Graduate

lab64 - open lab / office hours

Topic: 
Office Hours - get help with projects
Abstract / Description: 

From Rabbit Hole VR Club: Tutorials and instructional office hours will be held during Fall quarter for students who are interested in XR but don't have much experience. There will be weekly office hours (Sundays 5 - 6 p.m., lab64) with an experienced core member who will help with weekly assignments starting week 3. The content covered, courtesy of Udacity, is listed below:

Introduction to Virtual Reality
VR Scenes and Objects
VR Software Development

​The pacing of the content will be about 2-3 hours per week. The timeline for these unofficial assignments are listed below.

By week 3: Finish Introduction to Virtual Reality
By week 4: Finish Animations in Scenes and Objects
By week 5: Finish Scenes and Objects
By week 6: Finish Controlling Objects Using Code in Software Development
By week 7: Finish Programming Animations in Software Development
By week 8: Finish Software Development

Basic programming experience is highly recommended. An experience level of having completed CS 106A will suffice for most of the topics covered, and an experience level of having completed CS 106B/X is ideal.

Date and Time: 
Sunday, October 29, 2017 - 5:00pm to 6:00pm
Venue: 
Packard 064

VR/AR Community presents 'The Design Language of Mixed Reality'

Topic: 
The Design Language of Mixed Reality
Abstract / Description: 

The Microsoft HoloLens, the first fully untethered holographic Windows computer, brings with it a new wave of holographic development. What are the challenges of Mixed Reality? What kind of apps make sense and work well? Tobiah Zarlez from Microsoft will answer these questions and more, covering the basics of the HoloLens, how it works, and how you can start developing holographic applications today.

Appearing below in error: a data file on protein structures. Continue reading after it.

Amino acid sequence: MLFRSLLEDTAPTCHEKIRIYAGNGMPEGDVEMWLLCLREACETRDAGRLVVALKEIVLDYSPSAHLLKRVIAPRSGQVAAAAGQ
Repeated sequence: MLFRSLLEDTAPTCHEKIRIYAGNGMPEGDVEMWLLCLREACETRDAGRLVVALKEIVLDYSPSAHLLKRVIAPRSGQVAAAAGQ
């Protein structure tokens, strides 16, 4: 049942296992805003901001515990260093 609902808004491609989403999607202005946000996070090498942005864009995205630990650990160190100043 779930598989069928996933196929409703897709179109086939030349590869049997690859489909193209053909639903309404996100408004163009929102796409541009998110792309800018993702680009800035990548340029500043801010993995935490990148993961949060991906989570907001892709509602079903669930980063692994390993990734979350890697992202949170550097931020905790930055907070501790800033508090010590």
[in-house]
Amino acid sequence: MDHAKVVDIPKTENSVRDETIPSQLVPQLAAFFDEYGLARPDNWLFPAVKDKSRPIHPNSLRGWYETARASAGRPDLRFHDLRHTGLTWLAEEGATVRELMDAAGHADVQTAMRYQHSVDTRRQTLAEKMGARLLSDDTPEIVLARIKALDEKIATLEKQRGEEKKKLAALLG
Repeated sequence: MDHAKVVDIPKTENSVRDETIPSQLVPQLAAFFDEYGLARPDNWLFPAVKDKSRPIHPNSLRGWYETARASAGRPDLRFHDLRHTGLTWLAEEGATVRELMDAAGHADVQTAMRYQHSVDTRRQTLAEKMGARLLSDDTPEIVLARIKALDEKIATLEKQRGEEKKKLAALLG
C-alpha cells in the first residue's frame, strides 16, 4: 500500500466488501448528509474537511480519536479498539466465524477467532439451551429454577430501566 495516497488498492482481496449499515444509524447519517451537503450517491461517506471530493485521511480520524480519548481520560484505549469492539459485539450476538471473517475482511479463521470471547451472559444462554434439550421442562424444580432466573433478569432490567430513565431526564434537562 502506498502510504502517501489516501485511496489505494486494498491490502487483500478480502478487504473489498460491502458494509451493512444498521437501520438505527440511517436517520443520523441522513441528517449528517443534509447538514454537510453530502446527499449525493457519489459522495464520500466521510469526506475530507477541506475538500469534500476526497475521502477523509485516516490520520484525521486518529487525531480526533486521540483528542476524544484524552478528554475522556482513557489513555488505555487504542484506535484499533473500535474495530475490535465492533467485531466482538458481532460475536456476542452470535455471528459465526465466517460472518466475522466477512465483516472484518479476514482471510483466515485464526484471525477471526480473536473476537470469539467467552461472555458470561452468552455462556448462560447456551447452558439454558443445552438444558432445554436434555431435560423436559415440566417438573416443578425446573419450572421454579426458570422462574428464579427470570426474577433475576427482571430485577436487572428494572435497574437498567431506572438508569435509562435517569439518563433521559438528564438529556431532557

Date and Time: 
Thursday, October 26, 2017 - 7:00pm
Venue: 
Hewlett 103

SCIEN colloquium: Light field Retargeting for Integral and Multi-panel Displays

Topic: 
Light field Retargeting for Integral and Multi-panel Displays
Abstract / Description: 

Light fields are a collection of rays emanating from a 3D scene at various directions, that when properly captured provides a means of projecting depth and parallax cues on 3D displays. However due to the limited aperture size and the constrained spatial-angular sampling of many light field capture systems (e.g. plenoptic cameras), the displayed light fields provide only a narrow viewing zone in which parallax views can be supported. In addition, the autostereoscopic displaying devices may be of unmatched spatio-angular resolution (e.g. integral display) or of different architecture (e.g. multi-panel display) as opposed to the capturing plenoptic system which requires careful engineering between the capture and display stages. This talk presents an efficient light field retargeting pipeline for integral and multi-panel displays which provides us with a controllable enhanced parallax content. This is accomplished by slicing the captured light fields according to their depth content, boosting the parallax, and merging these slices with data filling. In integral displays, the synthesized views are simply resampled and reordered to create elemental images that beneath a lenslet array can collectively create multi-view rendering. For multi-panel displays, additional processing steps are needed to achieve seamless transition over different depth panels and viewing angles where displayed views are synthesized and aligned dynamically according to the position of the viewer. The retargeting technique is simulated and verified experimentally on actual integral and multi-panel displays.

Date and Time: 
Wednesday, October 25, 2017 - 4:30pm
Venue: 
Packard 101

EE380 Computer Systems Colloquium: Petascale Deep Learning on a Single Chips

Topic: 
Petascale Deep Learning on a Single Chips
Abstract / Description: